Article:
reduce early reflections in meeting room

Discussion in 'Pro Audio' started by Tangy, Jan 7, 2004.

  1. Tangy

    Tangy Guest


    I need to reduce the reflections in a 20 x 30 room with a 15' ceilings. The
    room has wood floors, drywall and brick walls and a wood ceiling with
    exposed joists. We have a small sound system used for music and speech in
    the room but the reflections are clearly a big problem. I want to make some
    absorbing panels for the walls and maybe ceiling.Here is my plan but feel
    free to rip it apart and suggest alternatives. I am planning on using
    acoustic ceiling tiles grouped together to form 4 x 8 panels framed in wood
    and covered with fabric and placed around the room, maybe two panels per
    wall and on the ceiling. Do you think this will do the trick or would a
    softer fibreglass style insulation be a better solution for the panels.

    Thanks in advance for any help.
    Tangy, Jan 7, 2004
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  2. Tangy

    Chris Whealy Guest

    I need to reduce the reflections in a 20 x 30 room with a 15' ceilings. The
    First of all, I wouldn't worry too much about early reflections until
    you have first controlled the room's overall RT and the resonant modes.

    If your dimensions are accurate, then you will have some nasty modal
    resonances simply because the height and length of the room are exact
    multiples of each other, and the length, width and height all share a
    large common factor (5').

    A quick analysis of the first 120 room modes shows that there will be 5
    frequencies at which three modes coincide exactly:

    67.75 Hz, 93.95 Hz, 118.84 Hz, 135.5 Hz and 160.54 Hz

    And there are 15 more frequencies at which three or more modes coincide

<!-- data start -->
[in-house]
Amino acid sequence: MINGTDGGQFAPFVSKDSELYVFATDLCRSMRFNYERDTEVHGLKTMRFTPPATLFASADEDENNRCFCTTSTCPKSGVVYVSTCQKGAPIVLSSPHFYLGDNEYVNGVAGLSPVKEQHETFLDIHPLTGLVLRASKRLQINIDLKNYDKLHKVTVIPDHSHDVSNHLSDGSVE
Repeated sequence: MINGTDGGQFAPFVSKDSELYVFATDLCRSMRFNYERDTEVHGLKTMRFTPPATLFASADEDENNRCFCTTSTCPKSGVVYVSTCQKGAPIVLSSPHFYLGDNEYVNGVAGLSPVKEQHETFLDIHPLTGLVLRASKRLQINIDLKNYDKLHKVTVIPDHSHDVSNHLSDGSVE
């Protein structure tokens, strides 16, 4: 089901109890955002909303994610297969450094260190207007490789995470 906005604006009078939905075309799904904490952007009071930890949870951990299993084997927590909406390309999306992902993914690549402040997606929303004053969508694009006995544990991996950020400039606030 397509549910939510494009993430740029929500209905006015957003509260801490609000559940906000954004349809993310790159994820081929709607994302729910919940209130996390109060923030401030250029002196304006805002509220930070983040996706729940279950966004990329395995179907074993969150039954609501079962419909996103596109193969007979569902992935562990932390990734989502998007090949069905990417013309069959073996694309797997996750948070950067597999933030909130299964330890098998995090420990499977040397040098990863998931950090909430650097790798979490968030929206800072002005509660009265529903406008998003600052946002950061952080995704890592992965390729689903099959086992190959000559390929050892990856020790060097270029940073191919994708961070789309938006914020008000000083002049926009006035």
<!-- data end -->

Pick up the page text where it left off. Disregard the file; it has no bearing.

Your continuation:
within 1 Hz of each other. This all adds up to form a nasty bass
    resonance problem.

    A first estimate of the RT60 of the room would be around the 2.5s - 3s
    mark (empty room). For a room of this volume, you should be looking at
    an RT60 of around 0.5s (I am assuming control room requirements here).
    You will probably need to have an empty room RT60 of around 0.8-0.9s, so
    that by the time it is full of people, the value will have dropped to
    around 0.5s.

    2" Fibreglass or Rockwool can be applied directly to the wall surfaces,
    but the bass absorbancy of this material is greatly improved by having
    an airspace (at least 4") between the treatment and the wall. Since
    bass resonance is a problem in this room, you will need to ensure that
    your absorbers are efficient as possible below 200Hz. Also, moving each
    wall surface in by 6" will disrupt the harmonic length/width
    relationship, which in turn will result in fewer exact modal coincidences.

    Without seeing the room, or knowing what budget you are working within,
    I would recommend treating around 75% of the wall and ceiling area, and
    leaving the hard, reflective floor alone.


    Chris Whealy, Jan 7, 2004
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  3. Tangy

    Scott Dorsey Guest

    Those tiles are basically no good below 1 KHz or so, but they are okay
    above that. And they are dirt cheap (usually free for the asking).

    Thick foam will allow you to make a device that will damp down to lower

    Fibreglass batting behind acoustical cloth will allow you to go even

    How low do you have to do, and how nice does it have to look? If you
    only need to go down to 1 KHz or so and you want it to look nice, some
    tapestries or hanging rugs are well worth it.

    Certainly putting some oriental carpets down should be your first step.
    Fix the floor problems first since they are the easiest to deal with.
    Scott Dorsey, Jan 7, 2004
  4. Make sure to get a fire retardant grade of foam. Not all foam is alike!
    And it's collossally hard to set this stuff on fire either. Sure, the
    cloth covering might go up, but there is so much less 'fuel' in that
    cloth than an equivalent amount of foam, and the smoke from that cloth
    is a lot more benign too.

    As recent events in New England have shown, it's important to consider
    the fire proerties of acoustical treatments. The best part of this is
    that the better absorbing materials happen to be very hard to set fire
    to. All that remains is for you to choose the right stuff.

    Be safe,

    Monte McGuire
    Monte P McGuire, Jan 8, 2004
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